It’s 6:30 a.m. and your alarm rings, jolting you from a pleasant dream. Hazy visions of surfing, sunsets and laughing with your friends fade with each beep blaring from the nightstand. Your arm reaches out from under the cozy blankets and searches for your phone, blindly grasping toward the noise. What do you do next? It’s the start of school. Reality has started to set in—summer vacation is a distant memory
It’s a new school year, one that looks and feels different from years past, but it’s still school. You have to get up early and greet the day with a sense of purpose that has grown fuzzy in the lazy summer heat. You might feel a little sad, longing for the hours of leisure you’ve grown accustomed to. You might feel anxious, overwhelmed by the months of academic challenges that lie ahead. Tests, quizzes, papers, it’s all a lot to manage. The end of break and the beginning of a school year brings about a torrent of emotions, complex and sometimes conflicting. New schedules, classes, teachers and learning platforms require you to change, adapt, and yes, learn.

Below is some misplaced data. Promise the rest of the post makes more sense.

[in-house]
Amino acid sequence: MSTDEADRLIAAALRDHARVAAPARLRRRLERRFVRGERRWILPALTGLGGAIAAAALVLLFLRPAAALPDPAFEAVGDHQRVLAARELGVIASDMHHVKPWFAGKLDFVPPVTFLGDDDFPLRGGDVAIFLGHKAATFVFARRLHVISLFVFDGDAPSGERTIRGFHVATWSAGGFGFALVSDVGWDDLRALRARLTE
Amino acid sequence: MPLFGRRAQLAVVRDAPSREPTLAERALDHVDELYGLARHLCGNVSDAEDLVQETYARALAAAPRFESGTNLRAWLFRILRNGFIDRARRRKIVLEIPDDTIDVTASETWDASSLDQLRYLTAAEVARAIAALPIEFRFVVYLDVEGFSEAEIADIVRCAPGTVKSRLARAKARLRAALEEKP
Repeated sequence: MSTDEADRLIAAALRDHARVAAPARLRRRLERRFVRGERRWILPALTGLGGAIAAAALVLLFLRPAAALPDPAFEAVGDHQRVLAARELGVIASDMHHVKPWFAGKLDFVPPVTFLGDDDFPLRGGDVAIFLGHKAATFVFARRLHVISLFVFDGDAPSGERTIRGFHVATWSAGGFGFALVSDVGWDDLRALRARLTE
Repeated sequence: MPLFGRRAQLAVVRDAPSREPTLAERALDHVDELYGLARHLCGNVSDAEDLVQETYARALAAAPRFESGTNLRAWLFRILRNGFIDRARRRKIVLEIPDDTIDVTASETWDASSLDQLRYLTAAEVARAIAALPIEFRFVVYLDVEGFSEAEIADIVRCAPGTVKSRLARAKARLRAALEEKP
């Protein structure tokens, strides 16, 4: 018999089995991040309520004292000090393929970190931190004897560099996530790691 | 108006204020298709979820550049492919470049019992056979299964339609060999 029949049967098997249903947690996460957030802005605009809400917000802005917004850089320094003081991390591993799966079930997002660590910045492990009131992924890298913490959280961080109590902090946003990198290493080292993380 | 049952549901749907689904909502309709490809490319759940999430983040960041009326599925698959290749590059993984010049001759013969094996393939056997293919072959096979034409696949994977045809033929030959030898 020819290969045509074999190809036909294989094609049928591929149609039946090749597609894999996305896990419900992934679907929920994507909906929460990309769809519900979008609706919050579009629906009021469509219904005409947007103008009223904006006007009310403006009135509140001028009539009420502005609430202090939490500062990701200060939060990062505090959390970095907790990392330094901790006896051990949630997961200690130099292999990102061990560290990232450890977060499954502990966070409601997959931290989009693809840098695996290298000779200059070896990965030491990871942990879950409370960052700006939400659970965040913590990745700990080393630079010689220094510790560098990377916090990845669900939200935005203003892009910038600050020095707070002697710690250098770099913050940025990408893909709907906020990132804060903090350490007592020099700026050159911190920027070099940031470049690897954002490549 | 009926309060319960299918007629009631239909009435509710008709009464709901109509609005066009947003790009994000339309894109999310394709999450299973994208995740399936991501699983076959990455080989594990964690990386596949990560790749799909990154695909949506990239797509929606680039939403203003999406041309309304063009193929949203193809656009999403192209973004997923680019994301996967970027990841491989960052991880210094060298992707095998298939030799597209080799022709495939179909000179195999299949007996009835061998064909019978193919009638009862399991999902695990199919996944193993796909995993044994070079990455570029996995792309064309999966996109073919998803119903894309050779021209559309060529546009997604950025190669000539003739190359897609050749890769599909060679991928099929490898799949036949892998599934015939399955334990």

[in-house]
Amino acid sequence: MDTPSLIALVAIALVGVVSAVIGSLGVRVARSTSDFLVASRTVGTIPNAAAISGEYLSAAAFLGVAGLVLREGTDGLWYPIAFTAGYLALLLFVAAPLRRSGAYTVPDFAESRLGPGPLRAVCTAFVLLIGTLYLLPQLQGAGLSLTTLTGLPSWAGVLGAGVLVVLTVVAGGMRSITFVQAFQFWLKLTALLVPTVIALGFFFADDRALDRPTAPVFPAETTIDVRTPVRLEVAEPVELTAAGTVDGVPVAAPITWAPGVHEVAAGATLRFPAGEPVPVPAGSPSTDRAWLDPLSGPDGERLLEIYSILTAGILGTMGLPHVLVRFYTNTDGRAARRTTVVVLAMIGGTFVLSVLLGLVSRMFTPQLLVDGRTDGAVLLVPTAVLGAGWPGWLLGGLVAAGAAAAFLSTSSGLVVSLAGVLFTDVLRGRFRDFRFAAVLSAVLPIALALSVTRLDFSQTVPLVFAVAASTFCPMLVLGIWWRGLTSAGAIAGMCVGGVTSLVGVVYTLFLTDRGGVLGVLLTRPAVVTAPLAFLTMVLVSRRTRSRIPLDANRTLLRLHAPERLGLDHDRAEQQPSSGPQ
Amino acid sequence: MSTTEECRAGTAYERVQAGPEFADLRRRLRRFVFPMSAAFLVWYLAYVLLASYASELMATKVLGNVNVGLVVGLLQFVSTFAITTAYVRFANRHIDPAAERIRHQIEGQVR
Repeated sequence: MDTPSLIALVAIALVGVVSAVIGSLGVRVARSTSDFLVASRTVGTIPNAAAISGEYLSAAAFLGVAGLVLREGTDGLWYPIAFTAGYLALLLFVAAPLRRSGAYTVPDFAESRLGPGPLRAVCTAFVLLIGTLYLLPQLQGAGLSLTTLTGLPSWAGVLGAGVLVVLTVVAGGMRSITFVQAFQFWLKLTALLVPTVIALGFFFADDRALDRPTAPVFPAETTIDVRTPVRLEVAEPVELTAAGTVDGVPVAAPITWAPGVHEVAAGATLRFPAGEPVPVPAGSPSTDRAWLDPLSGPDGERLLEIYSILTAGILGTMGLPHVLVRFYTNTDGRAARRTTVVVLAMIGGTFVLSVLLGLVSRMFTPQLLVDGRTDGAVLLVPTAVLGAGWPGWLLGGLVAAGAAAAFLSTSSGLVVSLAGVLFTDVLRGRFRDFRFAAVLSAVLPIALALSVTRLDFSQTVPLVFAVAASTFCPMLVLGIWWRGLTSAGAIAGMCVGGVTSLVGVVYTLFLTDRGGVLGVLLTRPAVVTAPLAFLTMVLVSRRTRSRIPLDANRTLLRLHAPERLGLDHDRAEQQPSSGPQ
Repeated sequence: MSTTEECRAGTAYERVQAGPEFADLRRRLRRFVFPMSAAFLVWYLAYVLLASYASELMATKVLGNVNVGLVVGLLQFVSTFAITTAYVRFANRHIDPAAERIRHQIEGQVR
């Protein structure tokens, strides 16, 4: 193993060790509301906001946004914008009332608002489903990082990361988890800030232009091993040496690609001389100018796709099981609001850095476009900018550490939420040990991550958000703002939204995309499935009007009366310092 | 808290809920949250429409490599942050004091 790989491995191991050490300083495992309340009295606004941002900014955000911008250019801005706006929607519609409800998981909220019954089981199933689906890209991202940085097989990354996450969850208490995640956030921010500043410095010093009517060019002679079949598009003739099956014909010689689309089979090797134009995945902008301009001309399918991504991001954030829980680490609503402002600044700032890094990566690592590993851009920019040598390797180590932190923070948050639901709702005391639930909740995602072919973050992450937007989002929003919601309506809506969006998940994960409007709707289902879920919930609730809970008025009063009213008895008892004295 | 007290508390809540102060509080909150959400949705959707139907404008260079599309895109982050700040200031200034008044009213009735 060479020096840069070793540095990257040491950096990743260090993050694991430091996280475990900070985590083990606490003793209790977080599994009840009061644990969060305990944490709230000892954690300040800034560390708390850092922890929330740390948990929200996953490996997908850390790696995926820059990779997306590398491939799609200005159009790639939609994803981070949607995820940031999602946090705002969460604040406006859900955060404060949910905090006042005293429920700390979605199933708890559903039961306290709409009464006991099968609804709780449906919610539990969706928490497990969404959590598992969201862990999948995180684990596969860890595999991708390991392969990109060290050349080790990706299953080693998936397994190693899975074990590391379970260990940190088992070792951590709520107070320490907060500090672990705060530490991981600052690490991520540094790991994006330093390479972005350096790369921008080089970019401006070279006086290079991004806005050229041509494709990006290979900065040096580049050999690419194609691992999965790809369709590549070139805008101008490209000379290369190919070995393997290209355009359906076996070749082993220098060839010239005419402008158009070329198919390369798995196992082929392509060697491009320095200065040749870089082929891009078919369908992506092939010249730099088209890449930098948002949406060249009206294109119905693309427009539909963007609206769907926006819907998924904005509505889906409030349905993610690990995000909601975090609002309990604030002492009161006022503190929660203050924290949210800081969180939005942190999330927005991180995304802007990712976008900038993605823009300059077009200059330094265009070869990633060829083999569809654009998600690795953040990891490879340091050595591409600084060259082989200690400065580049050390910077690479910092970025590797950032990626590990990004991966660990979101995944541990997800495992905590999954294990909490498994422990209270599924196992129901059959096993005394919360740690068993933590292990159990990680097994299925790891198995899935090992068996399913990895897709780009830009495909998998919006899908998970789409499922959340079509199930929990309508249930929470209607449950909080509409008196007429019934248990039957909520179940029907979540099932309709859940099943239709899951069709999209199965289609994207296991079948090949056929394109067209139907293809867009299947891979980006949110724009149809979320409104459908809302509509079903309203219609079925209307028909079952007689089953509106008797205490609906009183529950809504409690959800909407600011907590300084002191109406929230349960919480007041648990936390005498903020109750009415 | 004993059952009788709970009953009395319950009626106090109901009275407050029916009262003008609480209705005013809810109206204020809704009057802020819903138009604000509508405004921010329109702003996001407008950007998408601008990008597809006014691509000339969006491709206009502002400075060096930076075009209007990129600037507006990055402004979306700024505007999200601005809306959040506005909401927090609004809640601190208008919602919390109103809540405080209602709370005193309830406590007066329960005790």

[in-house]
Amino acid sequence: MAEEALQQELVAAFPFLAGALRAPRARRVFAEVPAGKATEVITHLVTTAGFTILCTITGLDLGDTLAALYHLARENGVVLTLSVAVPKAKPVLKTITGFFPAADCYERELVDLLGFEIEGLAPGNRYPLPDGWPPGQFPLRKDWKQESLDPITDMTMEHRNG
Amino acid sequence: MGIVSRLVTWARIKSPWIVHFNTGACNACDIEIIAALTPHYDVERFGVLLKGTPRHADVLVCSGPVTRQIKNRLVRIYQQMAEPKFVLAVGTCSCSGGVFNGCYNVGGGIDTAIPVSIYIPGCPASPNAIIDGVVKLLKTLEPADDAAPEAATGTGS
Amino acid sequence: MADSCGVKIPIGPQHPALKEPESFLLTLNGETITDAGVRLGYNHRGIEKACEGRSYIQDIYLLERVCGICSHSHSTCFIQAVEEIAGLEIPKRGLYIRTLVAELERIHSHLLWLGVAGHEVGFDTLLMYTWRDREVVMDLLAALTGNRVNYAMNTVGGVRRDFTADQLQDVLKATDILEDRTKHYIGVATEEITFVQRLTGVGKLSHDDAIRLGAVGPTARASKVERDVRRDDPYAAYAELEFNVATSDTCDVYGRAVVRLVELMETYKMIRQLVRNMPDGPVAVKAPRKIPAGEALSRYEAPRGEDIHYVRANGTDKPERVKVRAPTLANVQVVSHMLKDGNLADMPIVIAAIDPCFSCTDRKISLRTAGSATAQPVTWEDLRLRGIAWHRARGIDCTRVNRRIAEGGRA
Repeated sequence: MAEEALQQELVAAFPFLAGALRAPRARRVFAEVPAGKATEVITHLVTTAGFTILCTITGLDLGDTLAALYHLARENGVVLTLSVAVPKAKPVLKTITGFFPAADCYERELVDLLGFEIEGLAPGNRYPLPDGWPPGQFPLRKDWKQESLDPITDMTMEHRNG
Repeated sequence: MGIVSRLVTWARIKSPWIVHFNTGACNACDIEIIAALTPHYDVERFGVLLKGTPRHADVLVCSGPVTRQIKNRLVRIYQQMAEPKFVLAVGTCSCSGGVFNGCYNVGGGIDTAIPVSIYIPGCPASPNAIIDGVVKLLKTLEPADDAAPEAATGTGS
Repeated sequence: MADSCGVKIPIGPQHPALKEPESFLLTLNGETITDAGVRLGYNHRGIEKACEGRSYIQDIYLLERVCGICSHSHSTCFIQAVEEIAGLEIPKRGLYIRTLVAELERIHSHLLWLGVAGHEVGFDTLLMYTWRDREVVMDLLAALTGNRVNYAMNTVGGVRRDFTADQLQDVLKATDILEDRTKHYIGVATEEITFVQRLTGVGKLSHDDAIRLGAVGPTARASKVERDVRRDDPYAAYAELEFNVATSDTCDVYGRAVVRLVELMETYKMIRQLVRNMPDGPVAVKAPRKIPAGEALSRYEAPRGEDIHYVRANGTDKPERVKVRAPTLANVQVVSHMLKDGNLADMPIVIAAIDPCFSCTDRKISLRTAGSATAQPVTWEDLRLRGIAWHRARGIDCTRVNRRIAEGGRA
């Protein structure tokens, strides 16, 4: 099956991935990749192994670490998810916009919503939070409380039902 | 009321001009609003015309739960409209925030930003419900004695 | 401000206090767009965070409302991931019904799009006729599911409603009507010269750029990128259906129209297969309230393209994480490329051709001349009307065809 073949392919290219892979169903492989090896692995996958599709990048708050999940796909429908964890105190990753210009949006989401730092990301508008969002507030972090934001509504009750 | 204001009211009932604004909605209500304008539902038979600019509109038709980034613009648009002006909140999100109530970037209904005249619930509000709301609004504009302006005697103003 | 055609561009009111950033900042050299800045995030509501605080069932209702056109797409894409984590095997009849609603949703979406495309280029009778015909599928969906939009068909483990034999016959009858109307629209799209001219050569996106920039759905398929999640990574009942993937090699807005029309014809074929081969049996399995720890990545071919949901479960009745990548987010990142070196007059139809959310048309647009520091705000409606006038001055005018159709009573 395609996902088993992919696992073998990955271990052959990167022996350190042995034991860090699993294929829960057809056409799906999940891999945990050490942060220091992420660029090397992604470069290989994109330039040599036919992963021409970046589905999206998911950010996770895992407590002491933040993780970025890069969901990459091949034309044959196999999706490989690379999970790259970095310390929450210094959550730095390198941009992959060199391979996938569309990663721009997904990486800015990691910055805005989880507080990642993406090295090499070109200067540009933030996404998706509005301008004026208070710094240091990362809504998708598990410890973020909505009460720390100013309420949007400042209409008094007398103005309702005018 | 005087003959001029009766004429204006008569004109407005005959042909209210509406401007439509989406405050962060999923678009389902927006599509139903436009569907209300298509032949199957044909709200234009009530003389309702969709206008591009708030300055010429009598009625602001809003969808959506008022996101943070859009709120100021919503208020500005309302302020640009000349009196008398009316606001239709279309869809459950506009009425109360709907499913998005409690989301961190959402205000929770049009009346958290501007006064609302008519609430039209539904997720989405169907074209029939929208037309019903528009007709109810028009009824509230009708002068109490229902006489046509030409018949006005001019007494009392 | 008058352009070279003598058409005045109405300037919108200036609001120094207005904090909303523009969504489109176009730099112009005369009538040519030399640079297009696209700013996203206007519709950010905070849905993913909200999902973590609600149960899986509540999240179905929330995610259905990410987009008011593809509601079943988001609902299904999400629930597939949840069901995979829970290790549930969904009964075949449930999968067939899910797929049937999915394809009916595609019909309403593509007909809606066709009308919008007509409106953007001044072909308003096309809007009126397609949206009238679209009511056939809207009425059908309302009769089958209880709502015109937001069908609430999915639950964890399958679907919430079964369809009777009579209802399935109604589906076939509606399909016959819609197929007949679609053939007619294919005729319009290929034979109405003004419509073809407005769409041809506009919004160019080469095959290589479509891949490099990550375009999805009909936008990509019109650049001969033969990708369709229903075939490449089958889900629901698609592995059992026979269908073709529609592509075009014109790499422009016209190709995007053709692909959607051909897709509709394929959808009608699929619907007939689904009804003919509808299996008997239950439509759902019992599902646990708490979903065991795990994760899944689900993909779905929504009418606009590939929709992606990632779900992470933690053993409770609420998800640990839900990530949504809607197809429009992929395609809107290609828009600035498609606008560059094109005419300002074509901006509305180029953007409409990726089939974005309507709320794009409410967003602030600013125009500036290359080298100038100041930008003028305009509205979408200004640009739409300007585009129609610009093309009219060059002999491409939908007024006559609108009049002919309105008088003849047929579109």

What if I told you there’s something else that’s there, hidden beneath the fears and the blues? Would you believe me? Right now, it might seem ridiculous to believe that something positive and life-changing could come from the beginning of a new school year. Waking up early when you’ve been sleeping in, seeing your friends on Zoom, and spending hours studying don’t sound like fun. So, what is it? What is this elusive silver lining?